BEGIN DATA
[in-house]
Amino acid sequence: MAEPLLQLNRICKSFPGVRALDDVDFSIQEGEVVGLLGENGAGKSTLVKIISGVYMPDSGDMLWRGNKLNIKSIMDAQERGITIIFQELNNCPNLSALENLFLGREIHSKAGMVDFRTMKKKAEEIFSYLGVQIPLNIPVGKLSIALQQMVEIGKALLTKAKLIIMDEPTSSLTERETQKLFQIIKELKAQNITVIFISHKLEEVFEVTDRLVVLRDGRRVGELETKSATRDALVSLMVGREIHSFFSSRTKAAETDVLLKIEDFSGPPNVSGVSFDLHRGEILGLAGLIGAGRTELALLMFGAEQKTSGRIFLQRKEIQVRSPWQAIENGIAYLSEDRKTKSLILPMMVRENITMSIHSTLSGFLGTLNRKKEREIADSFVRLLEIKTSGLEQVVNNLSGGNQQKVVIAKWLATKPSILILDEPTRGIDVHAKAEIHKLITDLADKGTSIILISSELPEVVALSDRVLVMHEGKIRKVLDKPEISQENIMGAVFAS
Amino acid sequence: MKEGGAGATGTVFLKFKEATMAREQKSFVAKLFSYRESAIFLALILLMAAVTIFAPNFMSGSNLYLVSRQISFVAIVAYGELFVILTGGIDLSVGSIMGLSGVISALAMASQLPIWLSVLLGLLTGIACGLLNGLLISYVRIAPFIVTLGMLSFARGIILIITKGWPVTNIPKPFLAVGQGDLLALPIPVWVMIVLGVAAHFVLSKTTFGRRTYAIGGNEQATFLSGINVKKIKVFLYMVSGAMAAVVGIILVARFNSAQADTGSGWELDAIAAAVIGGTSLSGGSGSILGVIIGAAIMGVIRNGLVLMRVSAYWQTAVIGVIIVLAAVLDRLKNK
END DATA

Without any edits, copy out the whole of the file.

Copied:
[in-house]
Amino acid sequence: MAEPLLQLNRICKSFPGVRALDDVDFSIQEGEVVGLLGENGAGKSTLVKIISGVYMPDSGDMLWRGNKLNIKSIMDAQERGITIIFQELNNCPNLSALENLFLGREIHSKAGMVDFRTMKKKAEEIFSYLGVQIPLNIPVGKLSIALQQMVEIGKALLTKAKLIIMDEPTSSLTERETQKLFQIIKELKAQNITVIFISHKLEEVFEVTDRLVVLRDGRRVGELETKSATRDALVSLMVGREIHSFFSSRTKAAETDVLLKIEDFSGPPNVSGVSFDLHRGEILGLAGLIGAGRTELALLMFGAEQKTSGRIFLQRKEIQVRSPWQAIENGIAYLSEDRKTKSLILPMMVRENITMSIHSTLSGFLGTLNRKKEREIADSFVRLLEIKTSGLEQVVNNLSGGNQQKVVIAKWLATKPSILILDEPTRGIDVHAKAEIHKLITDLADKGTSIILISSELPEVVALSDRVLVMHEGKIRKVLDKPEISQENIMGAVFAS
Amino acid sequence: MKEGGAGATGTVFLKFKEATMAREQKSFVAKLFSYRESAIFLALILLMAAVTIFAPNFMSGSNLYLVSRQISFVAIVAYGELFVILTGGIDLSVGSIMGLSGVISALAMASQLPIWLSVLLGLLTGIACGLLNGLLISYVRIAPFIVTLGMLSFARGIILIITKGWPVTNIPKPFLAVGQGDLLALPIPVWVMIVLGVAAHFVLSKTTFGRRTYAIGGNEQATFLSGINVKKIKVFLYMVSGAMAAVVGIILVARFNSAQADTGSGWELDAIAAAVIGGTSLSGGSGSILGVIIGAAIMGVIRNGLVLMRVSAYWQTAVIGVIIVLAAVLDRLKNK